On December 19, 1889 John Carl Laney was born in Nodaway County, Missouri, the first
child of John Waugh Laney and Sallie Elizabeth Heren who were married just the year
before.  In this chapter we will survey the early life of this most distinctive and colorful
Laney patriarch.

John and Sallie Laney migrated by car from Missouri to Miles City, Montana in the spring
of 1891.  Carl was just two years old at the time.  Why did John choose Montana?  His
older sister, Clara, had married a rancher, Ben Meyers, who had established a horse
ranch on the Shield's River near Livingston, Montana.  John's brother, Arnon, had
established a sheep ranch on the Powder River near Miles City, Montana in 1882-83.  He
was one of the first to ride the Northern Pacific Railroad from St. Paul to Miles City, the
end of the line.  The establishment of Fort Keogh in 1876 made the Yellowstone Valley a
safe place for ranchers, and the passing of the buffalo cleared the range for the growth of
the great cattle barons and invasion of the small ranchers.

Arnon liked what he saw of southeastern Montana and settled for a ranch on Powder River
at the mouth of the Mizpah about 30 miles east of Miles City. Another source says,
"across Powder River from the mouth of Horse Creek." Perhaps there were two different
names for this creek.  Arnon is credited for having killed the last buffalo seen on Powder
River.  Late one spring evening he spied a lone buffalo wandering up the river across from
his ranch.  Quickly mounting his horse, he pursued and shot the animal.  His nephew, John
Carl, remembers the buffalo hide.  "As a youngster I remember gazing in awe and envy at
Uncle Arnon's fabulous lap-robe for carriage or sleigh riding in Montana's winter
While Arnon was developing his ranch into one of the best on Powder River, his brother
John Waugh in Missouri was struggling with a decision--whether to go west or go on for
more education.  He went for more education and in two years graduated from Iowa
Wesleyan College at Mt. Pleasant, Iowa.  This paid off handsomely in another way too.  
There he met and married Sallie, the lovely and cultured daughter of Judge Heren, a
prominent lawyer in the State of Missouri.  Be he could not make up his mind to take his
lovely bride to such a far away place as Montana, so he established himself as a farmer in
Nodaway County, Missouri.

Late in the spring of 1887, young John's mail box yielded a letter from
brother Arnon on the Powder River, Montana.  It read in part:

Dear bro. John,

 How lucky you are that you are in God's country getting ready to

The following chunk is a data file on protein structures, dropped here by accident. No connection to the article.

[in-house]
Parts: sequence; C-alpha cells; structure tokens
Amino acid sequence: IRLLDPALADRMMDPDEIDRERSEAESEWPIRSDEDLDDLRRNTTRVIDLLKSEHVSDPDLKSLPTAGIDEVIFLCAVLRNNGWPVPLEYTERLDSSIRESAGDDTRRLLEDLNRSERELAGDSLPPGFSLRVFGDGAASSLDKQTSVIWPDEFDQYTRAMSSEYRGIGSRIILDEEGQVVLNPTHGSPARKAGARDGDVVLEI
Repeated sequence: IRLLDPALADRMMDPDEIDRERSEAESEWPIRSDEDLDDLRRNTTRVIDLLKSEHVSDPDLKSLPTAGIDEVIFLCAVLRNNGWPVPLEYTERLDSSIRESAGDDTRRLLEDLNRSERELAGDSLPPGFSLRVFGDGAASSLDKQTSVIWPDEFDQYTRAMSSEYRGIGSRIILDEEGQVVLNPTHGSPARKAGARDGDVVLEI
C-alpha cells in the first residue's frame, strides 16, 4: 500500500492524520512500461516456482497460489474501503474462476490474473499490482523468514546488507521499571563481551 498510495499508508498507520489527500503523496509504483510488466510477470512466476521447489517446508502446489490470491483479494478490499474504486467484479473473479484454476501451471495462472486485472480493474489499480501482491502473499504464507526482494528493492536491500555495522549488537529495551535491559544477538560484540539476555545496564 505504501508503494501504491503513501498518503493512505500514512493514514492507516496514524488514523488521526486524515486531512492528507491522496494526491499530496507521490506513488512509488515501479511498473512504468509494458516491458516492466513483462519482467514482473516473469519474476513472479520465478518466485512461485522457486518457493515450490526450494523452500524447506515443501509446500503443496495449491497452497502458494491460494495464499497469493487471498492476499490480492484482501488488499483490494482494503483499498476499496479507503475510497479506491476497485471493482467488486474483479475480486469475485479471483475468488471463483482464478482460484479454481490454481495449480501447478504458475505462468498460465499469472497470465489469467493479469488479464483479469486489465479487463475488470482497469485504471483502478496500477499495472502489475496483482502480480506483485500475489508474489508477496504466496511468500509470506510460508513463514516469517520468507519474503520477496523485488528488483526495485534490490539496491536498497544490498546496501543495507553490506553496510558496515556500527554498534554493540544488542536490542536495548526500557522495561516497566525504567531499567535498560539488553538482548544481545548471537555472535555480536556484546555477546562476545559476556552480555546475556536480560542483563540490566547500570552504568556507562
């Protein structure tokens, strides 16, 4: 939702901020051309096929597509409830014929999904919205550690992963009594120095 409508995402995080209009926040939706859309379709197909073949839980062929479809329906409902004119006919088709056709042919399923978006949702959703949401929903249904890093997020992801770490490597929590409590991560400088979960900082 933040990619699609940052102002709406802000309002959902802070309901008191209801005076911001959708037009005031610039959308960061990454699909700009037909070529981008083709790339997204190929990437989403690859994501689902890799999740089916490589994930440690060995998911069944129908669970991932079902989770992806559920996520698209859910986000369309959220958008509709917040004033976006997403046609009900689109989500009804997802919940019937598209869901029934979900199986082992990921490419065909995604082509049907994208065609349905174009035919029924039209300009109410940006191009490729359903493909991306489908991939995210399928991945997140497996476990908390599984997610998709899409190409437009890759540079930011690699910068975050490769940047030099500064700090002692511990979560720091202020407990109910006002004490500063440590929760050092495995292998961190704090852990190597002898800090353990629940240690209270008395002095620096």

plant corn and slopping hogs instead of this place forgotten of God, skinning
 sheep and steers.  We have just gone through the worst winter here in the
 memory of man.  It began in November and lasted without pause till May.  Heavy
 snows with gale winds leached the country, filling gullies and small streams with
 deep drifts that caught and suffocated the cattle drifting before the blizzard of
 sifting snow.  
 Later freezing rains fell that formed a glaze of ice and crusted snow
 over all the land.  Cattle cut their legs to pieces trying to paw down to grace.
 Mostly they just starved to death.  The usual warm chinooks of January and
 February did not arrive.  Finally in late April spring weather freed the range of its
 snow burden bringing to view the thousands of dead cattle lying about
 everywhere.  The spring roundup has bee a most dismal affair.  The big outfits
 have lost half to three quarters of their herds.  Many are broke.  As for the small
 rancher like myself who had ranch shelter and some hay and could uncover some
 grass with a prairie snow plow, we saved most of our cattle and sheep.  The big
 lesson that seems to come out of all this, the greatest disaster to the range
 country to date, is that the future here is bright for the smaller ranchers with some
 And get this brother John; in spite of all this I'm not about to go back
 to skinning mules in Missouri.  Powder River has got me.  However, this bachelor
 routine is getting old.  Women here are scarce and I am going to have to do
 something about it and soon.  And pass this word to brother David, to forget
 Powder River while the fuzz is still on his face!  

This letter must have stirred the adventurous spirit of John Laney.  Three years later he
packed up his belongings and his family, and headed for the Yellowstone Valley, Montana,
a place made famous when General Custer and his calvary troop were cut down by the
Indians on the Rosebud River.  

John had successfully engaged in farming and stock raising in Missouri, but the lure of the
West, family interests and business opportunity led him to Montana.  An item in the
"Yellowstone Journal" of Miles City, dated April 2, 1892, acknowledged John's arrival.  "J.
W. Laney, a brother of our well known Arnon Laney of Powder River, has arrived here from
Missouri with household goods and all things required to make a Montana home happy,
an establishment which he will soon set up on Powder River near his brother's ranch."  
The family first settled in Terry, moving to Miles City about 1895.  Soon John's ranching
enterprise got under way.

The Laneys about 1891, just before
moving to Montana. Sallie,
Marguerite, John Carl, and John W.

Assisted by his brother Arnon, a ten year veteran of Powder River, John put together a
band of sheep that summer and fall.  He made a winter camp on O'Fallon Creek near
Terry.  But according to his son, Carl, he lost his gamble of trying to winter without some
hay.  An unusually prolonged and heavy snow cover buried the rich range grass so deep
the sheep could not reach it.  John spent the winter cutting down cotton wood trees so the
sheep could get the tender buds to eat.  By spring the pelts of most of the sheep were
hanging on the fence.  John turned the remainder back to his brother and they "called it

The prolonged winter of 1893 dealt harshly with John Laney's ranching aspirations, but by